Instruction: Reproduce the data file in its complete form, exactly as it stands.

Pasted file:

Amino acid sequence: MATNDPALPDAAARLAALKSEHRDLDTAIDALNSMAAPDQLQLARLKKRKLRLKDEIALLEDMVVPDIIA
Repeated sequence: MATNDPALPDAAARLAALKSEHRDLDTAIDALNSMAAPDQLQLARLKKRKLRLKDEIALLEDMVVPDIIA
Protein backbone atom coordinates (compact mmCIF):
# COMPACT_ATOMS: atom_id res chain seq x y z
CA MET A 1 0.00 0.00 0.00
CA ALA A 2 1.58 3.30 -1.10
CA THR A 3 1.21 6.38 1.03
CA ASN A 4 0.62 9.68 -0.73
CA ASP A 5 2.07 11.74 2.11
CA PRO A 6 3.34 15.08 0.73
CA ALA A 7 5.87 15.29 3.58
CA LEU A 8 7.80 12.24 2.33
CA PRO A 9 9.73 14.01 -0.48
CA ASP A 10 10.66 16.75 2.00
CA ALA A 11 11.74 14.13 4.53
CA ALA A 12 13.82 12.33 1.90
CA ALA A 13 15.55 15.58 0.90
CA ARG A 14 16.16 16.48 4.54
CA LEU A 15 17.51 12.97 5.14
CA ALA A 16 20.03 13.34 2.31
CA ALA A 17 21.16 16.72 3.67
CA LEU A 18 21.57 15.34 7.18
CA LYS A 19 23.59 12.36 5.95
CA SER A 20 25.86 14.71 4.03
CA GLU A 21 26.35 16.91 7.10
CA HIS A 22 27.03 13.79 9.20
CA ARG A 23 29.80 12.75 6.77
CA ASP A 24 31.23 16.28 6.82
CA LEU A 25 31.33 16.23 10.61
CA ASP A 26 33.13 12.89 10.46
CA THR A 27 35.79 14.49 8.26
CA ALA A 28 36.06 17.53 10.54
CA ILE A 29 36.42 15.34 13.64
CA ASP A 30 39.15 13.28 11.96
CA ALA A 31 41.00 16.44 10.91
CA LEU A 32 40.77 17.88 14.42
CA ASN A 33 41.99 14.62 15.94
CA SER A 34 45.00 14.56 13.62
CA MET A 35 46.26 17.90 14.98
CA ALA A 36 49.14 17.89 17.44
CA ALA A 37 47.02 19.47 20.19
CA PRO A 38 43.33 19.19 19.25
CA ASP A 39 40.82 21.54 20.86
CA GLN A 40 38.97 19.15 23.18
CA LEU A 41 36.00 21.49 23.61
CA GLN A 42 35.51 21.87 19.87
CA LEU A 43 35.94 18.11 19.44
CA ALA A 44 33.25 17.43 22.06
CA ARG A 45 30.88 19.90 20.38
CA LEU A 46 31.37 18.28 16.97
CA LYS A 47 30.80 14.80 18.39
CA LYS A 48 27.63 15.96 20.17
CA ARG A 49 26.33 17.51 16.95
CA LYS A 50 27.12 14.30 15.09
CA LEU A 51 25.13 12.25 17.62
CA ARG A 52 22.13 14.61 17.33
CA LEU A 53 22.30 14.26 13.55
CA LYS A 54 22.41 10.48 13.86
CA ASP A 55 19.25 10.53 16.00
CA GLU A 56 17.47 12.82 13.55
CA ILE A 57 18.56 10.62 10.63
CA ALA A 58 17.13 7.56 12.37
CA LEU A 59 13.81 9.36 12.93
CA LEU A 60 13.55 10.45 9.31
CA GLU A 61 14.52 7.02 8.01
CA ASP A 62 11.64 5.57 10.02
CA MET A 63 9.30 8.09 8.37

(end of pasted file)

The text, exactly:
Amino acid sequence: MATNDPALPDAAARLAALKSEHRDLDTAIDALNSMAAPDQLQLARLKKRKLRLKDEIALLEDMVVPDIIA
Repeated sequence: MATNDPALPDAAARLAALKSEHRDLDTAIDALNSMAAPDQLQLARLKKRKLRLKDEIALLEDMVVPDIIA
Protein backbone atom coordinates (compact mmCIF):
# COMPACT_ATOMS: atom_id res chain seq x y z
CA MET A 1 0.00 0.00 0.00
CA ALA A 2 1.58 3.30 -1.10
CA THR A 3 1.21 6.38 1.03
CA ASN A 4 0.62 9.68 -0.73
CA ASP A 5 2.07 11.74 2.11
CA PRO A 6 3.34 15.08 0.73
CA ALA A 7 5.87 15.29 3.58
CA LEU A 8 7.80 12.24 2.33
CA PRO A 9 9.73 14.01 -0.48
CA ASP A 10 10.66 16.75 2.00
CA ALA A 11 11.74 14.13 4.53
CA ALA A 12 13.82 12.33 1.90
CA ALA A 13 15.55 15.58 0.90
CA ARG A 14 16.16 16.48 4.54
CA LEU A 15 17.51 12.97 5.14
CA ALA A 16 20.03 13.34 2.31
CA ALA A 17 21.16 16.72 3.67
CA LEU A 18 21.57 15.34 7.18
CA LYS A 19 23.59 12.36 5.95
CA SER A 20 25.86 14.71 4.03
CA GLU A 21 26.35 16.91 7.10
CA HIS A 22 27.03 13.79 9.20
CA ARG A 23 29.80 12.75 6.77
CA ASP A 24 31.23 16.28 6.82
CA LEU A 25 31.33 16.23 10.61
CA ASP A 26 33.13 12.89 10.46
CA THR A 27 35.79 14.49 8.26
CA ALA A 28 36.06 17.53 10.54
CA ILE A 29 36.42 15.34 13.64
CA ASP A 30 39.15 13.28 11.96
CA ALA A 31 41.00 16.44 10.91
CA LEU A 32 40.77 17.88 14.42
CA ASN A 33 41.99 14.62 15.94
CA SER A 34 45.00 14.56 13.62
CA MET A 35 46.26 17.90 14.98
CA ALA A 36 49.14 17.89 17.44
CA ALA A 37 47.02 19.47 20.19
CA PRO A 38 43.33 19.19 19.25
CA ASP A 39 40.82 21.54 20.86
CA GLN A 40 38.97 19.15 23.18
CA LEU A 41 36.00 21.49 23.61
CA GLN A 42 35.51 21.87 19.87
CA LEU A 43 35.94 18.11 19.44
CA ALA A 44 33.25 17.43 22.06
CA ARG A 45 30.88 19.90 20.38
CA LEU A 46 31.37 18.28 16.97
CA LYS A 47 30.80 14.80 18.39
CA LYS A 48 27.63 15.96 20.17
CA ARG A 49 26.33 17.51 16.95
CA LYS A 50 27.12 14.30 15.09
CA LEU A 51 25.13 12.25 17.62
CA ARG A 52 22.13 14.61 17.33
CA LEU A 53 22.30 14.26 13.55
CA LYS A 54 22.41 10.48 13.86
CA ASP A 55 19.25 10.53 16.00
CA GLU A 56 17.47 12.82 13.55
CA ILE A 57 18.56 10.62 10.63
CA ALA A 58 17.13 7.56 12.37
CA LEU A 59 13.81 9.36 12.93
CA LEU A 60 13.55 10.45 9.31
CA GLU A 61 14.52 7.02 8.01
CA ASP A 62 11.64 5.57 10.02
CA MET A 63 9.30 8.09 8.37